Nothing could have been more convenient than the spot of our descent, which separated us, by a field's distance only, from hosts who gave us a hearty welcome. Had we guessed that our rivals were mostly in even worse case than ourselves, however, we would have come down a couple of miles sooner, and so been nearer the aftermoon's, objective as the crow flies. The competition was a delightful one for all who took part in it.
In conclusion, Mr. Harry Delacombe and myself wish to express our hearty appreciation of Mr Frank K. McClean's generous forethought in instructing his motorman, in the event of his failing to trace his master, to drive back any of the balloonists he could come across. It chanced that master and man did not meet, also that we were the happy gainers in convenience by the occurrence. Many thanks, Mr. McClean.
On Sunday the Hon. C. S. Rolls gave a lunch to the competitors and passengers in the balloon race, in honour of the foreign visitors. There were about thirty people present, including the representatives of Germany and Belgium, nearly all the other competitors and their passengers, the Earl and Countess of Clonmel, Viscount and Viscountess Massereene, and Mr. Roger Wallace, K.C.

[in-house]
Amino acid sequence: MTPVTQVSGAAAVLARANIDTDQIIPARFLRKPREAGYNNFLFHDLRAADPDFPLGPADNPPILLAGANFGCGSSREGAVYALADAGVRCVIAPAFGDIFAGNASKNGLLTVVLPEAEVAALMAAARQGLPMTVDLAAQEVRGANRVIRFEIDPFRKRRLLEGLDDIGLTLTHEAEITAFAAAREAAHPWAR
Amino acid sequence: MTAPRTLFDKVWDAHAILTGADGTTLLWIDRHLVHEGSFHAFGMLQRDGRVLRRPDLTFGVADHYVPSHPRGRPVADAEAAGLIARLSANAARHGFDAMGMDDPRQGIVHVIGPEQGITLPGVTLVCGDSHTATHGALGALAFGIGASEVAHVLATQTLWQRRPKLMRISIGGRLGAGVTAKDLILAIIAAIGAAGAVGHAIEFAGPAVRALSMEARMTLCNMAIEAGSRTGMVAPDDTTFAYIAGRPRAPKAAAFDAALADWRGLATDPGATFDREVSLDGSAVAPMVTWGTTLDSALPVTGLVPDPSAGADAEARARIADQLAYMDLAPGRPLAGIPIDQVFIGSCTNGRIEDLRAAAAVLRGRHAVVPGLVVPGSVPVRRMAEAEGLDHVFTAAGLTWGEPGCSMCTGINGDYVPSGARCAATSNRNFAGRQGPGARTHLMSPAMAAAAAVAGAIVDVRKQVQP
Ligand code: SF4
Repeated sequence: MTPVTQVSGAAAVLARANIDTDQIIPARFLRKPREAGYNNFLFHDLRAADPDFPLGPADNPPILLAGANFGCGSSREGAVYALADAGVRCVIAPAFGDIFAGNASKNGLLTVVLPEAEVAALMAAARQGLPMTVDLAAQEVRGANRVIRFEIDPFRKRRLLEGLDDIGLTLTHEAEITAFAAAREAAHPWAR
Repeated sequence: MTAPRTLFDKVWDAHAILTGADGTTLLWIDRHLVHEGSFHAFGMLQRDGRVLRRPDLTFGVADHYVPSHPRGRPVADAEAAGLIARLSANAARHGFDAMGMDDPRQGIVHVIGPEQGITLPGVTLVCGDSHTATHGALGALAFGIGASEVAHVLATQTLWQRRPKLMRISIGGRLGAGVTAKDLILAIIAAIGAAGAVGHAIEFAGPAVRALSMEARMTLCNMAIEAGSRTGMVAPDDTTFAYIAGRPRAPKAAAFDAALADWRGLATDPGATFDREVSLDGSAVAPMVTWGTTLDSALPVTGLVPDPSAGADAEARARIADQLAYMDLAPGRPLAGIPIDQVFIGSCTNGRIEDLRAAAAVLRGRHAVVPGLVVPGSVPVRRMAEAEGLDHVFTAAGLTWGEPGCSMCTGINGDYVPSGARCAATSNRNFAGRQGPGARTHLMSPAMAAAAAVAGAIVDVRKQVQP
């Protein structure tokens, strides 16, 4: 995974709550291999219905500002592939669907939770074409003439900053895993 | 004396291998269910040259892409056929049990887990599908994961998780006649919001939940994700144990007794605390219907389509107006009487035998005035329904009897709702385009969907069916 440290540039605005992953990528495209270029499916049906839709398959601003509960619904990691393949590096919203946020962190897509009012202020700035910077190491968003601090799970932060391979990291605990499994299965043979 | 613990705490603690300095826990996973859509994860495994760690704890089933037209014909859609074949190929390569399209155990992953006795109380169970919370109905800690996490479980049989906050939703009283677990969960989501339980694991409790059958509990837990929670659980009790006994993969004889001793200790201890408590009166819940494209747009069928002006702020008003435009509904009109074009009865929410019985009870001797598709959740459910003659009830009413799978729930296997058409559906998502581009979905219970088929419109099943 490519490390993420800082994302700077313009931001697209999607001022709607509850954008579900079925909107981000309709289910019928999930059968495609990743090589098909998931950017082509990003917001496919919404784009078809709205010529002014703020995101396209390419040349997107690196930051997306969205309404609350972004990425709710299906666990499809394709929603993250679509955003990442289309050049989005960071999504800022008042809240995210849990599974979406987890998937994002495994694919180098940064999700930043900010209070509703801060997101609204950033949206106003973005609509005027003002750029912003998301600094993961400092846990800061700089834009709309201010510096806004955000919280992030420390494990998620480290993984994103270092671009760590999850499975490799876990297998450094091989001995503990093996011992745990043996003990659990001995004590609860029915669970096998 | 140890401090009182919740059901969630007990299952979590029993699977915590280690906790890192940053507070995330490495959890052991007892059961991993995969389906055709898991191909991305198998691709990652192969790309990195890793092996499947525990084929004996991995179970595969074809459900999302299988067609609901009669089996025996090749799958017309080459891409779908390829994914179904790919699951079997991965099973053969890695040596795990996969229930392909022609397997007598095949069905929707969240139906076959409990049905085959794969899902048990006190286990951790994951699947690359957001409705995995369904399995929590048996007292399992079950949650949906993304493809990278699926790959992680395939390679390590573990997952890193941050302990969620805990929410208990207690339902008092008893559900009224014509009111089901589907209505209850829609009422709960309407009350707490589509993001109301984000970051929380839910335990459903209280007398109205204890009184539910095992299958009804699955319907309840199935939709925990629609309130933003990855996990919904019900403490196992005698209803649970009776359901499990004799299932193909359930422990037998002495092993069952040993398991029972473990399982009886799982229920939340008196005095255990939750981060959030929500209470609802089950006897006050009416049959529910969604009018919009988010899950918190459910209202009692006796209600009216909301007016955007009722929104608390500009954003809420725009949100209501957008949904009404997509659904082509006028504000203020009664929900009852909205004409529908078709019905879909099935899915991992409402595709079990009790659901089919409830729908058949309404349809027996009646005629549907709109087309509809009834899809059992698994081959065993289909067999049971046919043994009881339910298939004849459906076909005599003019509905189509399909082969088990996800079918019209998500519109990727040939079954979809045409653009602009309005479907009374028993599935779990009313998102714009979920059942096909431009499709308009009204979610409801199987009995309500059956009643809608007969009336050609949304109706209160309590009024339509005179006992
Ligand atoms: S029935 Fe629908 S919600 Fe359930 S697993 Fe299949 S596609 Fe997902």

In proposing the health of the foreign visitors, Mr. Rolls alluded to the pleasant recollections many of those present had of visits to Berlin and Brussels for aero contests, and the Aero Club were pleased to welcome the foreign competitors here. He complimented Dr. Thewald on his excellent performance in landing nearest the finishing point.
In reply, Dr. Thewald expressed his gratitude for the cordial manner in which he and his fellow visitors had been received in Great Britain.
The following are the official placings, passengers in the respective balloons, and points of descent:—
The following Competitors have not been placed.
The following were disqualified owing to their carrying an insufficient number of passengers:—
The new Club balloon "Icarus" followed the race in charge of Major Baden-Powell, accompanied by A. C. Hunter, J. Wedg Wood, and Lieut. Gerard Hetherington, and descended at Chipping Ongar.
Mr. Philip Paddon kindly took charge of the arrangements at Tye Common, Billericay, and was successful in reaching the spot selected in good time to enable him to place the white cross.